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Updated: October 16, 2011 22:07 IST

Frustration over widening rich-poor gap

    Cara Buckley
    Rachel Donadio
Comment (7)   ·   print   ·   T  T  
AP "Occupy Wall Street" protesters fill Times Square for a rally on Saturday.

Buoyed by the longevity of the Occupy Wall Street encampment in New York City, a wave of protests swept across Asia, the Americas and Europe on Saturday, with hundreds and in some cases thousands of people expressing discontent with the economic tides in marches, tallies and occasional clashes with police.

In Rome, a rally thick with tension spread over several km. Small groups of restive young people turned a largely peaceful protest into a riot, setting fire to at least one building and a police van and clashing with police officers, who responded with water cannons and tear gas. The police estimated that dozens of protesters had been injured, along with 26 law enforcement officials; 12 people were arrested.

At least 88 people were arrested in New York, including 24 accused of trespassing in a Greenwich Village branch of Citibank and 45 during a raucous rally of thousands of people in and around Times Square. More than 1,000 people filled Washington Square Park at night, but almost all of them left after dozens of police officers with batons and helmets streamed in and warned that they would be enforcing a midnight curfew. Fourteen were arrested for remaining in the park.

Other than Rome's, the demonstrations across Europe were largely peaceful, with thousands of people marching past ancient monuments and gathering in front of capitalist symbols like the European Central Bank in Frankfurt, Germany. Similar scenes unfolded across several continents, including in Sydney, Tokyo, Hong Kong, Toronto, Chicago and Los Angeles, where several thousand people marched to City Hall as passing drivers honked their support.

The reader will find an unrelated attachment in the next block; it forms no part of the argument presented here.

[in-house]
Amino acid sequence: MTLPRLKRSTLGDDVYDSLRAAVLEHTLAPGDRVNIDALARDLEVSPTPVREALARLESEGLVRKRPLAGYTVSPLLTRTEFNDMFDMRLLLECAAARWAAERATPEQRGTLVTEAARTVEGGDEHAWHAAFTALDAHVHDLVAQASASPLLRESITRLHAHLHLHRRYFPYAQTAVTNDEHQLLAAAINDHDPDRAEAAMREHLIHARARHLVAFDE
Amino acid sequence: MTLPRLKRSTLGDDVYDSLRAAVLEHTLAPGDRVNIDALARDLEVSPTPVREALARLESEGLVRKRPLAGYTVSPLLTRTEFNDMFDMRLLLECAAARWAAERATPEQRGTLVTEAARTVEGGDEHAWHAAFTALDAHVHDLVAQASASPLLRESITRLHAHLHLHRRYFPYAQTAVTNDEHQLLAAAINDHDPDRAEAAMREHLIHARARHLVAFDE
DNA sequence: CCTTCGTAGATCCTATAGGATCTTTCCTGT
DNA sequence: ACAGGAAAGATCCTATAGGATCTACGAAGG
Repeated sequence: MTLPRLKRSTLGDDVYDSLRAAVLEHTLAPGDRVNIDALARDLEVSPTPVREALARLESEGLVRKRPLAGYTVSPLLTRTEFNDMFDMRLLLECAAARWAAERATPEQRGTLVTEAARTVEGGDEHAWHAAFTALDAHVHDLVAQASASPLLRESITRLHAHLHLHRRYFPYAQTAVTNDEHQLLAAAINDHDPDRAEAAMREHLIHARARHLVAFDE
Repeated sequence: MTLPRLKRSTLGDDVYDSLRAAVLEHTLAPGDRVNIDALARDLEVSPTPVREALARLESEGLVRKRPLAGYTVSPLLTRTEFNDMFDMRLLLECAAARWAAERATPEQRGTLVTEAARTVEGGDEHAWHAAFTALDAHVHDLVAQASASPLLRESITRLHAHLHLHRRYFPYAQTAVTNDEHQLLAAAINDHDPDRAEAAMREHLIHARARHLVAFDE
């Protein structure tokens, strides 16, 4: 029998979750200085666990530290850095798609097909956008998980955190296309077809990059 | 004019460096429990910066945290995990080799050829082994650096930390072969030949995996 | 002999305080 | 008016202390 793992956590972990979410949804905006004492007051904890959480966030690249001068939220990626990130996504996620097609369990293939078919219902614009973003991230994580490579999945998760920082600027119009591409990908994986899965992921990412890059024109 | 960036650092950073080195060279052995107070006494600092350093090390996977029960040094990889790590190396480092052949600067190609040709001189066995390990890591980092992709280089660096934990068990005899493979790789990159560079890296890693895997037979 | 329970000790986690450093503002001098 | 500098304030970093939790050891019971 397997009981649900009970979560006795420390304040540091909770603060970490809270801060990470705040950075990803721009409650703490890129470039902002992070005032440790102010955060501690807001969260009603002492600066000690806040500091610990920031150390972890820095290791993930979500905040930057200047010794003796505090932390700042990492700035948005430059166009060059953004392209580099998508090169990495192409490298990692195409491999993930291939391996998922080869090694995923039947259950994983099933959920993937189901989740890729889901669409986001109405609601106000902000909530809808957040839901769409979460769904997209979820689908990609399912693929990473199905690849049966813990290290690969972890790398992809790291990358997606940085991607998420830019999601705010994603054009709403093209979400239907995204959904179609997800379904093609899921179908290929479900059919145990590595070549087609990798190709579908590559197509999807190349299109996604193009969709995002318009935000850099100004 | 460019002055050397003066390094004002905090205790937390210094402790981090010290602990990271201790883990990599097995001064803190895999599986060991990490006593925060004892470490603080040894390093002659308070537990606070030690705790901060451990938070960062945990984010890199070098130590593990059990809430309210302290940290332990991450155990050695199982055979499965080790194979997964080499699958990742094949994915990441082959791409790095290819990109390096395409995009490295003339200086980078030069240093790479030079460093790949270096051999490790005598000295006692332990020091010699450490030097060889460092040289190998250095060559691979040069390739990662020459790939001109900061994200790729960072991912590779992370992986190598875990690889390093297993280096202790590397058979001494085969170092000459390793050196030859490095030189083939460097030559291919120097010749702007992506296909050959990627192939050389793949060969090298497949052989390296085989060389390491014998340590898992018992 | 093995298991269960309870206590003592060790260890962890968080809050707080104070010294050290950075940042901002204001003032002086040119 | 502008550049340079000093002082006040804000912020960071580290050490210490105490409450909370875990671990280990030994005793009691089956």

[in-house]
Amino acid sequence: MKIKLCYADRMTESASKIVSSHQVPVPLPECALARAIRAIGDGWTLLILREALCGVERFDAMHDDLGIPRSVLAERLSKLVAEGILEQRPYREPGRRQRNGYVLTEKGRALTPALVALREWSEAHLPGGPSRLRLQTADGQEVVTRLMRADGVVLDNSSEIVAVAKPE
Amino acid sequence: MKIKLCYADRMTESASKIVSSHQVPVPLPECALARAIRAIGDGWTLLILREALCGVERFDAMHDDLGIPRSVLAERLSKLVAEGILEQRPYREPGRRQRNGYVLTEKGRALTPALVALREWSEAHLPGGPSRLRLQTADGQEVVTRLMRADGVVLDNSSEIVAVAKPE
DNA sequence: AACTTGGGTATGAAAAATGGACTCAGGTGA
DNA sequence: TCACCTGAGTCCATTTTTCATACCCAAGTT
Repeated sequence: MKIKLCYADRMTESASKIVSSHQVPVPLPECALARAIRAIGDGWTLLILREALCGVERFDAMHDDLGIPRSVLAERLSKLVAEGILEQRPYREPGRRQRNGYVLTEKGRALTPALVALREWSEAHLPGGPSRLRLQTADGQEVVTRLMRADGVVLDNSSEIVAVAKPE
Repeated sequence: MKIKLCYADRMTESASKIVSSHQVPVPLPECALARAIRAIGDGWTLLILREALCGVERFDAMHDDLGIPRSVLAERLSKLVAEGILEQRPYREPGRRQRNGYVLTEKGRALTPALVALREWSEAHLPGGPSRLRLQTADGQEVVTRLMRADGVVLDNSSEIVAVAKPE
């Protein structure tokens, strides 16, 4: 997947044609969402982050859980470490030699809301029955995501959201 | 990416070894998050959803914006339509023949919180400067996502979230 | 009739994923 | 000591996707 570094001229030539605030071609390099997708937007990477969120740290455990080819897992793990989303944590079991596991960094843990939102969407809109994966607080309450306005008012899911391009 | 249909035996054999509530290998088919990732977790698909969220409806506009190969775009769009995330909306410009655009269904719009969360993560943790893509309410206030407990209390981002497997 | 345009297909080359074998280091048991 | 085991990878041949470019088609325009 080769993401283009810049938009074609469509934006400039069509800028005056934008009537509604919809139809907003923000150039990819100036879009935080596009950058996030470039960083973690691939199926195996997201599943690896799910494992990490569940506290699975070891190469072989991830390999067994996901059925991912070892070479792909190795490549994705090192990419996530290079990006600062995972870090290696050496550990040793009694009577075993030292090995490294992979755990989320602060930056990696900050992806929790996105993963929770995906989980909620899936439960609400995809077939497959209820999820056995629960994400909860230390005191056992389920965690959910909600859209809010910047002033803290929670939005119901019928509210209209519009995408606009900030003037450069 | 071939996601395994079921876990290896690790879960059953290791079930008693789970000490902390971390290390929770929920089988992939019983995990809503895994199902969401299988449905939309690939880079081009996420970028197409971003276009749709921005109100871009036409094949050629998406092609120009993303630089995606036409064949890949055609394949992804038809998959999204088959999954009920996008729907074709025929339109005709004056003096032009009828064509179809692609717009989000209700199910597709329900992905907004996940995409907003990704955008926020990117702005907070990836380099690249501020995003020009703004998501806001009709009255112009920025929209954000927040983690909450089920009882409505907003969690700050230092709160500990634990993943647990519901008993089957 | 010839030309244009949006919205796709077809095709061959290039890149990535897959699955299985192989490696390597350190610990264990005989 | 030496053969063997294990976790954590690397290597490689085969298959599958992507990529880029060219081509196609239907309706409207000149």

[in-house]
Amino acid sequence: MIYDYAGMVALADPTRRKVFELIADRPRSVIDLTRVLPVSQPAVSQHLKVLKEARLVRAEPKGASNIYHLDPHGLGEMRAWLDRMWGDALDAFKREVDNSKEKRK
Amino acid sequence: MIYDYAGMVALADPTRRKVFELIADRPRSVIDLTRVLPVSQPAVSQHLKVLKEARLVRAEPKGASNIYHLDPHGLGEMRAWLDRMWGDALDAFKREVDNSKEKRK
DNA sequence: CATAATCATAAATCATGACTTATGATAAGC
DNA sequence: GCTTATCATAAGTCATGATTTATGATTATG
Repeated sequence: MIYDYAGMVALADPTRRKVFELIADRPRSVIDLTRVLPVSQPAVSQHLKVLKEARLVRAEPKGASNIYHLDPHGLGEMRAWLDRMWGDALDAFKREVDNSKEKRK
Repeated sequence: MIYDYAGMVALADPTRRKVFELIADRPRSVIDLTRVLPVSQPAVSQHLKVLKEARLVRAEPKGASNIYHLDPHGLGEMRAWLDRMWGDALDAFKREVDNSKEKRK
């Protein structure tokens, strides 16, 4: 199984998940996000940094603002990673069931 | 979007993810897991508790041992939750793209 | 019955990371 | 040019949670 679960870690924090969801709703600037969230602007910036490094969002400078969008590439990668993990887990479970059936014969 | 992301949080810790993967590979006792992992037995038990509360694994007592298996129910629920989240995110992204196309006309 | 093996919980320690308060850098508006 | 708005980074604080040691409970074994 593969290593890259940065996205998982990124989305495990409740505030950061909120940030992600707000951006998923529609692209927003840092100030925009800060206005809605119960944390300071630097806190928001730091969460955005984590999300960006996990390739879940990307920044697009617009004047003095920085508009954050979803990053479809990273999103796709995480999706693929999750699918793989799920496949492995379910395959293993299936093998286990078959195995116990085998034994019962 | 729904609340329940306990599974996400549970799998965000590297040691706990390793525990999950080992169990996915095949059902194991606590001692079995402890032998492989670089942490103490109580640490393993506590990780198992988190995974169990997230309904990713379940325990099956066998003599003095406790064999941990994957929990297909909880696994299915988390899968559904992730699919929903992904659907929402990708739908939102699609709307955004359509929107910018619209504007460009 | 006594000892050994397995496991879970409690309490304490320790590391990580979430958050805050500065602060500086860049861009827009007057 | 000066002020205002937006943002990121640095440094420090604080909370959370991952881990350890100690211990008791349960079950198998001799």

But just as the rallies in New York have represented a variety of messages signs have been held in opposition to President Barack Obama yards away from signs in support of him so did Saturday's protests contain a grab bag of sentiments, opposing nuclear power, political corruption and the privatisation of water.

Yet, despite the difference in language, landscape and scale, the protests were united in frustration with the widening gap between the rich and the poor.

“I have no problem with capitalism,” Herbert Haberl (51) said in Berlin. “But I find the way the financial system is functioning deeply unethical. We shouldn't bail out the banks. We should bail out the people.”

In New York, where the occupation of Zuccotti Park in Lower Manhattan was moving into its second month, a large crowd marched north to Washington Square Park, where it was joined by several hundred college students who decried, among other things, student debt and unemployment.

Saturday's protests sprang not only from the Occupy Wall Street movement that began last month in New York, but also from demonstrations in Spain in May. This weekend, the global protest effort came as Finance Ministers and central bankers from the Group of 20 industrialised nations meet in Paris to discuss economic issues, including ways to tackle Europe's sovereign debt crisis